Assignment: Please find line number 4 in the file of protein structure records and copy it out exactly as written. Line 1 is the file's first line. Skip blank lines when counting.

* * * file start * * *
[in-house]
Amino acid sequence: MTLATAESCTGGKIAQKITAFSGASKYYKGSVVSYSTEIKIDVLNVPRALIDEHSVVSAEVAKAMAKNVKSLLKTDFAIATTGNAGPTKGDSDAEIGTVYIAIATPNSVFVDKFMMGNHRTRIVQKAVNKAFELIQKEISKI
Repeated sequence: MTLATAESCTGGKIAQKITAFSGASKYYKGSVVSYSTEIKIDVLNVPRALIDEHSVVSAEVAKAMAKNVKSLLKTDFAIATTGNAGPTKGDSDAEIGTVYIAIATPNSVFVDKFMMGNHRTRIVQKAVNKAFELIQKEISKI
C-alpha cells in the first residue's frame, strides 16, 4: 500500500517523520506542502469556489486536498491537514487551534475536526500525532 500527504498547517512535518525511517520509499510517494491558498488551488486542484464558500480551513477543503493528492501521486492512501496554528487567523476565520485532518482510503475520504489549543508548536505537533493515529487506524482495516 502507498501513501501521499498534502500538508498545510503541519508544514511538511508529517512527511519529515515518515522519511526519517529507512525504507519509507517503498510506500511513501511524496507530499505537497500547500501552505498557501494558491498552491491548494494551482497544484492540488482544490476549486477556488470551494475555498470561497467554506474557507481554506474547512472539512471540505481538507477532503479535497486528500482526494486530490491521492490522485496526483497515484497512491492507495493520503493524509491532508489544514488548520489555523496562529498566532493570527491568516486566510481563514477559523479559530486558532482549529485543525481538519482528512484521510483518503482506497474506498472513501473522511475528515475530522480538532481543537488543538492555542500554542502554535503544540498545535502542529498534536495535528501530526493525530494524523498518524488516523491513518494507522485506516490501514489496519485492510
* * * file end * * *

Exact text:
C-alpha cells in the first residue's frame, strides 16, 4: 500500500517523520506542502469556489486536498491537514487551534475536526500525532 500527504498547517512535518525511517520509499510517494491558498488551488486542484464558500480551513477543503493528492501521486492512501496554528487567523476565520485532518482510503475520504489549543508548536505537533493515529487506524482495516 502507498501513501501521499498534502500538508498545510503541519508544514511538511508529517512527511519529515515518515522519511526519517529507512525504507519509507517503498510506500511513501511524496507530499505537497500547500501552505498557501494558491498552491491548494494551482497544484492540488482544490476549486477556488470551494475555498470561497467554506474557507481554506474547512472539512471540505481538507477532503479535497486528500482526494486530490491521492490522485496526483497515484497512491492507495493520503493524509491532508489544514488548520489555523496562529498566532493570527491568516486566510481563514477559523479559530486558532482549529485543525481538519482528512484521510483518503482506497474506498472513501473522511475528515475530522480538532481543537488543538492555542500554542502554535503544540498545535502542529498534536495535528501530526493525530494524523498518524488516523491513518494507522485506516490501514489496519485492510